The length of proceedings (disposition time), clearance rate (the rate of resolving cases), and the number of pending cases remain the main indicators for efficiency of the justice system. In addition, the 2014 Scoreboard presents the outcome of two pilot studies aimed at providing more fine-tuned data on the length of judicial proceedings relating to competition law and consumer law.

As in the previous edition, the 2014 Scoreboard also examines indicators which help to improve the quality of justice, notably looking at the training of judges, monitoring and evaluation of court activities, budgets and human resources allocated to courts, the availability of Information and Communication Technology (ICT) systems and of alternative dispute resolution methods.

The scoreboard also presents findings based on indicators relating to the perceived independence of the justice system. Perception of independence is important, as it can influence business investment decisions but what is more important is that judicial independence is effectively protected. The 2014 Scoreboard presents for the first time an initial comparative overview on the legal safeguards for the protection of structural independence of the judiciary in the judicial systems of Member States.

To assist Member States in their efforts to improve business climate and overcome the sovereign debt and financial crisis, the 2014 Scoreboard focuses on litigious civil and commercial cases as well as on administrative cases.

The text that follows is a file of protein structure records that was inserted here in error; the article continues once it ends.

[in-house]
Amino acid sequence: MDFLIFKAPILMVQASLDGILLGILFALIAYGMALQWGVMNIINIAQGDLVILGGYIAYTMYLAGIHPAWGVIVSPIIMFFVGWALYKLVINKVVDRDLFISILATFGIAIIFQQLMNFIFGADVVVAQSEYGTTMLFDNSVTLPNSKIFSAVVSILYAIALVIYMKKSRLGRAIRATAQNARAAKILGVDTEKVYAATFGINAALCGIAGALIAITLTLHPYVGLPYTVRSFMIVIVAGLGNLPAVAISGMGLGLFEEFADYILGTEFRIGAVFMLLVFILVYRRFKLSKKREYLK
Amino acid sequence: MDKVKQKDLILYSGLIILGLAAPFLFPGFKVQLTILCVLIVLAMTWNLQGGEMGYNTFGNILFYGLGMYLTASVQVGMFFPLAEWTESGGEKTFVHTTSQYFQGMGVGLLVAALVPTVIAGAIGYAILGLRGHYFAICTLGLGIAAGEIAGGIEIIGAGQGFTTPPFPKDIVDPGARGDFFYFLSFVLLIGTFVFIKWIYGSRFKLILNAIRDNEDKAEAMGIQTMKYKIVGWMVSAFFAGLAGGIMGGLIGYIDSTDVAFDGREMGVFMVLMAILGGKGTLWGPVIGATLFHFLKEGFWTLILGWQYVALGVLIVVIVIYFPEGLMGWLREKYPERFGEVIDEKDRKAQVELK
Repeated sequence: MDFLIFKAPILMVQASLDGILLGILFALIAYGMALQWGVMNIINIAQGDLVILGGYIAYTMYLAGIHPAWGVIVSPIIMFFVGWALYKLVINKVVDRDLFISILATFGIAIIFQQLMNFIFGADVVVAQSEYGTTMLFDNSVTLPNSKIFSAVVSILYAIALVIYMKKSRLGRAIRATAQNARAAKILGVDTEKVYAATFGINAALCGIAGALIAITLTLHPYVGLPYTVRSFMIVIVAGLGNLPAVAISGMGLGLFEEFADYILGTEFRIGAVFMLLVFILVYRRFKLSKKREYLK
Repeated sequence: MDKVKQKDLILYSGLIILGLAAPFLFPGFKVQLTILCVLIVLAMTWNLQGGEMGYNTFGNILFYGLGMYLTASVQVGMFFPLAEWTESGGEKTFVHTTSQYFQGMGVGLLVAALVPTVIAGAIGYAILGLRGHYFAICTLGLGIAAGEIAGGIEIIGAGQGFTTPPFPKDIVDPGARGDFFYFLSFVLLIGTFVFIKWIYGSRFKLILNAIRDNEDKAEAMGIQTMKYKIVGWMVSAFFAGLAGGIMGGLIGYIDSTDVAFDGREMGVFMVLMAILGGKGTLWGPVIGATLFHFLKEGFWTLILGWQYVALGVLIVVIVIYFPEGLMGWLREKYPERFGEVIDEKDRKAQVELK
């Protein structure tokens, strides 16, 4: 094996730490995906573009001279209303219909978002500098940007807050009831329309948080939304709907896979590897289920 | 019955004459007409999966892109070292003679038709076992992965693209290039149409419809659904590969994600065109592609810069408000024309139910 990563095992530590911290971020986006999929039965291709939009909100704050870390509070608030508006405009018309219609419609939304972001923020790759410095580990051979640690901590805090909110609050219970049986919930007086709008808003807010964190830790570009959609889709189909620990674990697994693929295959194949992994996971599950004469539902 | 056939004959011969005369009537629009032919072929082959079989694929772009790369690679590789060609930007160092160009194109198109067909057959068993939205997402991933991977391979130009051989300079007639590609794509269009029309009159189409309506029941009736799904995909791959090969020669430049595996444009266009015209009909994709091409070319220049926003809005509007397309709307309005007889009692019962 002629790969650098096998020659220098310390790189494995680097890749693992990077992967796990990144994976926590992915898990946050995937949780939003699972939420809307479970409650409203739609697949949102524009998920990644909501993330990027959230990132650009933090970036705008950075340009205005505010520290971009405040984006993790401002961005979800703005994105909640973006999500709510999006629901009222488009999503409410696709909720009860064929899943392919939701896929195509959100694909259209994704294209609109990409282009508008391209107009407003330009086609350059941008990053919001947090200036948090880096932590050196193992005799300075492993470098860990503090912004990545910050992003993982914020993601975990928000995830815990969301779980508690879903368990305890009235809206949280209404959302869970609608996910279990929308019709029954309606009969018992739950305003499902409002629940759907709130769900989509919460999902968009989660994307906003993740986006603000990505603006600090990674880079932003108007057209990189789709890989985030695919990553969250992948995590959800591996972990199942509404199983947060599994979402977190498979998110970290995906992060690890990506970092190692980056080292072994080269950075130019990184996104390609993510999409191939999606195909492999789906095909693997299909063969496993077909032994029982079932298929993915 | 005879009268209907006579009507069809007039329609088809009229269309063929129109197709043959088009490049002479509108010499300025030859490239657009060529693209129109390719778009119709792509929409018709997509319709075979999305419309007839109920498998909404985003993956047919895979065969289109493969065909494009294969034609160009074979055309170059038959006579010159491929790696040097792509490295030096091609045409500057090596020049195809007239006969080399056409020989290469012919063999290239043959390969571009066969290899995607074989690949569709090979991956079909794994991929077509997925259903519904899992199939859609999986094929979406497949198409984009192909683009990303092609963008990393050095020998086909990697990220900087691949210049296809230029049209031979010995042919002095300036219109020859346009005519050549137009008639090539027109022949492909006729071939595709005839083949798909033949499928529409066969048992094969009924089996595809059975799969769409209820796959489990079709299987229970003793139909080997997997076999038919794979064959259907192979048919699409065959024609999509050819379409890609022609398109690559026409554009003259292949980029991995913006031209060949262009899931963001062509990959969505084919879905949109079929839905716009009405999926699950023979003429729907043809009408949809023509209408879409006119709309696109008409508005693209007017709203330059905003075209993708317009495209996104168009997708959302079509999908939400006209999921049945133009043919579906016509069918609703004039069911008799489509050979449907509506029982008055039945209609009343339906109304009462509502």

How does the EU Justice Scoreboard contribute to the European Semester?

Poor performance revealed by the Scoreboard indicators always requires a deeper analysis of the reasons behind the result. This country-specific assessment is carried out in the context of the European Semester process through bilateral dialogue with national authorities and stakeholders. It takes into account the particularities of the legal system and the context of the concerned Member State. It may eventually lead the Commission to propose country-specific recommendations on the need to improve justice systems.

What is the methodology of the EU Justice Scoreboard?

The Scoreboard uses different sources of information. Most of the quantitative data is currently provided by the Council of Europe Commission for the Evaluation of the Efficiency of Justice (CEPEJ). The data is from 2012 and has been provided by Member States according to the CEPEJ methodology.

For the 2014 EU Justice Scoreboard, the Commission also used data from other sources, including Eurostat, the World Bank, the World Economic Forum and has collected data in cooperation with the European judicial networks, in particular the European Network of Councils for the Judiciary. Information on the application of consumer and competition law rules by national courts has been obtained through two pilot studies.

Why is some data missing?